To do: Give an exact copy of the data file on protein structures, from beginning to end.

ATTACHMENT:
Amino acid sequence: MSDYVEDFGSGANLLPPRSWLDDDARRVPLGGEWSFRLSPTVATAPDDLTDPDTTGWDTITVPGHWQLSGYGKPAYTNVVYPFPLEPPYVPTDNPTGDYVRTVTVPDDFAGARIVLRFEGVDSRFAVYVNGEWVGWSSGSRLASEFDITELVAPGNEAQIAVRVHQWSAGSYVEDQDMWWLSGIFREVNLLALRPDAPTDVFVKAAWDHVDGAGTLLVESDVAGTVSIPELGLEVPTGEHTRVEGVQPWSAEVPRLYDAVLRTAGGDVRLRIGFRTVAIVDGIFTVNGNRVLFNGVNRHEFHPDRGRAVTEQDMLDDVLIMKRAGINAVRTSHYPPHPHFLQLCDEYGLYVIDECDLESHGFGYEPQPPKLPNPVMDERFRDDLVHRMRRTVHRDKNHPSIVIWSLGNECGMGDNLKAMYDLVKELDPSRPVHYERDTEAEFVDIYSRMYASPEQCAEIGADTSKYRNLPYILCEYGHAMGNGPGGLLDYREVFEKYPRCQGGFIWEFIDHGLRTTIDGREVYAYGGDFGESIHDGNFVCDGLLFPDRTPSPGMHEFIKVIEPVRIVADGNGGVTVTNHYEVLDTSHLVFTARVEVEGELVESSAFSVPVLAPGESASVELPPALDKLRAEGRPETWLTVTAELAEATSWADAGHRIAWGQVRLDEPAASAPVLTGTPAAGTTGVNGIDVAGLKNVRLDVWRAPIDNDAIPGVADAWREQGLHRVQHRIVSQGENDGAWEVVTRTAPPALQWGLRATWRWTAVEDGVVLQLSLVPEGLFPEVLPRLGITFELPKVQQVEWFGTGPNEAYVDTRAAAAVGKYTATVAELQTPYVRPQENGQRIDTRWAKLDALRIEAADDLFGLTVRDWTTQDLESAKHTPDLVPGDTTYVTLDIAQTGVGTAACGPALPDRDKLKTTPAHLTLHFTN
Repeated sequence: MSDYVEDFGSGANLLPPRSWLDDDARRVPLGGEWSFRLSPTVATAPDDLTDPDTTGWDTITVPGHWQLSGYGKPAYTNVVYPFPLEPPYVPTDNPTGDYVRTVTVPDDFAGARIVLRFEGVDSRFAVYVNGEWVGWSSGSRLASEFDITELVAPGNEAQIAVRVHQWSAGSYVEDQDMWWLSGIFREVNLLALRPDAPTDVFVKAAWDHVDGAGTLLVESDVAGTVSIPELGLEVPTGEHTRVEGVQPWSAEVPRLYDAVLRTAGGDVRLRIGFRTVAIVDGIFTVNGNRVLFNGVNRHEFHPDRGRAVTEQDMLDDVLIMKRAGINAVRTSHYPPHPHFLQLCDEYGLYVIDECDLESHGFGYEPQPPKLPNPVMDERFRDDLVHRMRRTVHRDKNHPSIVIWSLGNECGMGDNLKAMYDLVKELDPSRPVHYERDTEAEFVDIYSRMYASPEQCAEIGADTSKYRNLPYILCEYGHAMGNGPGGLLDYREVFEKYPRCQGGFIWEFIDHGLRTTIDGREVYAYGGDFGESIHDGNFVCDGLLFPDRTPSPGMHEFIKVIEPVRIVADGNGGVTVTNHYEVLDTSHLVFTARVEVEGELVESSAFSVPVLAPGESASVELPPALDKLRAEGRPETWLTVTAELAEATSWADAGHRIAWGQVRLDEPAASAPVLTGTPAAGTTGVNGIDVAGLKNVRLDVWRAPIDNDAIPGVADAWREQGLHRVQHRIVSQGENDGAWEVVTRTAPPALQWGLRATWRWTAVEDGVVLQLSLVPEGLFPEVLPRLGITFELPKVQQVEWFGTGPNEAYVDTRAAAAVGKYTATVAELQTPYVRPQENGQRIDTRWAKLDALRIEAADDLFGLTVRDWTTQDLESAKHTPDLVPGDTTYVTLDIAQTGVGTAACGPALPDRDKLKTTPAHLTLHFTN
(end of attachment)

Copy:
Amino acid sequence: MSDYVEDFGSGANLLPPRSWLDDDARRVPLGGEWSFRLSPTVATAPDDLTDPDTTGWDTITVPGHWQLSGYGKPAYTNVVYPFPLEPPYVPTDNPTGDYVRTVTVPDDFAGARIVLRFEGVDSRFAVYVNGEWVGWSSGSRLASEFDITELVAPGNEAQIAVRVHQWSAGSYVEDQDMWWLSGIFREVNLLALRPDAPTDVFVKAAWDHVDGAGTLLVESDVAGTVSIPELGLEVPTGEHTRVEGVQPWSAEVPRLYDAVLRTAGGDVRLRIGFRTVAIVDGIFTVNGNRVLFNGVNRHEFHPDRGRAVTEQDMLDDVLIMKRAGINAVRTSHYPPHPHFLQLCDEYGLYVIDECDLESHGFGYEPQPPKLPNPVMDERFRDDLVHRMRRTVHRDKNHPSIVIWSLGNECGMGDNLKAMYDLVKELDPSRPVHYERDTEAEFVDIYSRMYASPEQCAEIGADTSKYRNLPYILCEYGHAMGNGPGGLLDYREVFEKYPRCQGGFIWEFIDHGLRTTIDGREVYAYGGDFGESIHDGNFVCDGLLFPDRTPSPGMHEFIKVIEPVRIVADGNGGVTVTNHYEVLDTSHLVFTARVEVEGELVESSAFSVPVLAPGESASVELPPALDKLRAEGRPETWLTVTAELAEATSWADAGHRIAWGQVRLDEPAASAPVLTGTPAAGTTGVNGIDVAGLKNVRLDVWRAPIDNDAIPGVADAWREQGLHRVQHRIVSQGENDGAWEVVTRTAPPALQWGLRATWRWTAVEDGVVLQLSLVPEGLFPEVLPRLGITFELPKVQQVEWFGTGPNEAYVDTRAAAAVGKYTATVAELQTPYVRPQENGQRIDTRWAKLDALRIEAADDLFGLTVRDWTTQDLESAKHTPDLVPGDTTYVTLDIAQTGVGTAACGPALPDRDKLKTTPAHLTLHFTN
Repeated sequence: MSDYVEDFGSGANLLPPRSWLDDDARRVPLGGEWSFRLSPTVATAPDDLTDPDTTGWDTITVPGHWQLSGYGKPAYTNVVYPFPLEPPYVPTDNPTGDYVRTVTVPDDFAGARIVLRFEGVDSRFAVYVNGEWVGWSSGSRLASEFDITELVAPGNEAQIAVRVHQWSAGSYVEDQDMWWLSGIFREVNLLALRPDAPTDVFVKAAWDHVDGAGTLLVESDVAGTVSIPELGLEVPTGEHTRVEGVQPWSAEVPRLYDAVLRTAGGDVRLRIGFRTVAIVDGIFTVNGNRVLFNGVNRHEFHPDRGRAVTEQDMLDDVLIMKRAGINAVRTSHYPPHPHFLQLCDEYGLYVIDECDLESHGFGYEPQPPKLPNPVMDERFRDDLVHRMRRTVHRDKNHPSIVIWSLGNECGMGDNLKAMYDLVKELDPSRPVHYERDTEAEFVDIYSRMYASPEQCAEIGADTSKYRNLPYILCEYGHAMGNGPGGLLDYREVFEKYPRCQGGFIWEFIDHGLRTTIDGREVYAYGGDFGESIHDGNFVCDGLLFPDRTPSPGMHEFIKVIEPVRIVADGNGGVTVTNHYEVLDTSHLVFTARVEVEGELVESSAFSVPVLAPGESASVELPPALDKLRAEGRPETWLTVTAELAEATSWADAGHRIAWGQVRLDEPAASAPVLTGTPAAGTTGVNGIDVAGLKNVRLDVWRAPIDNDAIPGVADAWREQGLHRVQHRIVSQGENDGAWEVVTRTAPPALQWGLRATWRWTAVEDGVVLQLSLVPEGLFPEVLPRLGITFELPKVQQVEWFGTGPNEAYVDTRAAAAVGKYTATVAELQTPYVRPQENGQRIDTRWAKLDALRIEAADDLFGLTVRDWTTQDLESAKHTPDLVPGDTTYVTLDIAQTGVGTAACGPALPDRDKLKTTPAHLTLHFTN